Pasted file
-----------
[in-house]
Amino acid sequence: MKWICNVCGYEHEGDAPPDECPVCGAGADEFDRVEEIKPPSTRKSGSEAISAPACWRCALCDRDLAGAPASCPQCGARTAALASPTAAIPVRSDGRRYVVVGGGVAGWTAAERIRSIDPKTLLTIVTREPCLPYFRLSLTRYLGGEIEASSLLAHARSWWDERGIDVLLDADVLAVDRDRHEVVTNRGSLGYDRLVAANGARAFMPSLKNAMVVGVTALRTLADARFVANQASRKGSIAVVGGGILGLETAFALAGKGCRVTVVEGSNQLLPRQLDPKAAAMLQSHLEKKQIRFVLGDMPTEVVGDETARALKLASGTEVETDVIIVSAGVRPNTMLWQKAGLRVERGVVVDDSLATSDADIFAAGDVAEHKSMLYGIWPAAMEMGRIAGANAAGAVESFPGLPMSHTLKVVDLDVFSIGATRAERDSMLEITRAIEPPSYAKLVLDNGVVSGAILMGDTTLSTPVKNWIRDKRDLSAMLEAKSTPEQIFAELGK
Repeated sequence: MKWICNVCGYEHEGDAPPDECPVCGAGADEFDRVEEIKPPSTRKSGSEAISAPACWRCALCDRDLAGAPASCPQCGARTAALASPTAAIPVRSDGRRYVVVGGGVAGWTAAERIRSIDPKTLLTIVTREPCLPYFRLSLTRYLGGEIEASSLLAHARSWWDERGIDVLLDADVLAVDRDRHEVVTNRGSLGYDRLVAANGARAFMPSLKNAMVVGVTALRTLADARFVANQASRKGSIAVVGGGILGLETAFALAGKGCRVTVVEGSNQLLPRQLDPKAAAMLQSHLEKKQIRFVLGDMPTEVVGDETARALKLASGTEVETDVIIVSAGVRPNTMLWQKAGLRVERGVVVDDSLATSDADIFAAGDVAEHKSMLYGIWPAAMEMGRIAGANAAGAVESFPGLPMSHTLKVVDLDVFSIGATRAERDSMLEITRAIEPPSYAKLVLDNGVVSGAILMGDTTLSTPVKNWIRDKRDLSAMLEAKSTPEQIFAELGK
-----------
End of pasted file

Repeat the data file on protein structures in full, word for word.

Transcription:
[in-house]
Amino acid sequence: MKWICNVCGYEHEGDAPPDECPVCGAGADEFDRVEEIKPPSTRKSGSEAISAPACWRCALCDRDLAGAPASCPQCGARTAALASPTAAIPVRSDGRRYVVVGGGVAGWTAAERIRSIDPKTLLTIVTREPCLPYFRLSLTRYLGGEIEASSLLAHARSWWDERGIDVLLDADVLAVDRDRHEVVTNRGSLGYDRLVAANGARAFMPSLKNAMVVGVTALRTLADARFVANQASRKGSIAVVGGGILGLETAFALAGKGCRVTVVEGSNQLLPRQLDPKAAAMLQSHLEKKQIRFVLGDMPTEVVGDETARALKLASGTEVETDVIIVSAGVRPNTMLWQKAGLRVERGVVVDDSLATSDADIFAAGDVAEHKSMLYGIWPAAMEMGRIAGANAAGAVESFPGLPMSHTLKVVDLDVFSIGATRAERDSMLEITRAIEPPSYAKLVLDNGVVSGAILMGDTTLSTPVKNWIRDKRDLSAMLEAKSTPEQIFAELGK
Repeated sequence: MKWICNVCGYEHEGDAPPDECPVCGAGADEFDRVEEIKPPSTRKSGSEAISAPACWRCALCDRDLAGAPASCPQCGARTAALASPTAAIPVRSDGRRYVVVGGGVAGWTAAERIRSIDPKTLLTIVTREPCLPYFRLSLTRYLGGEIEASSLLAHARSWWDERGIDVLLDADVLAVDRDRHEVVTNRGSLGYDRLVAANGARAFMPSLKNAMVVGVTALRTLADARFVANQASRKGSIAVVGGGILGLETAFALAGKGCRVTVVEGSNQLLPRQLDPKAAAMLQSHLEKKQIRFVLGDMPTEVVGDETARALKLASGTEVETDVIIVSAGVRPNTMLWQKAGLRVERGVVVDDSLATSDADIFAAGDVAEHKSMLYGIWPAAMEMGRIAGANAAGAVESFPGLPMSHTLKVVDLDVFSIGATRAERDSMLEITRAIEPPSYAKLVLDNGVVSGAILMGDTTLSTPVKNWIRDKRDLSAMLEAKSTPEQIFAELGK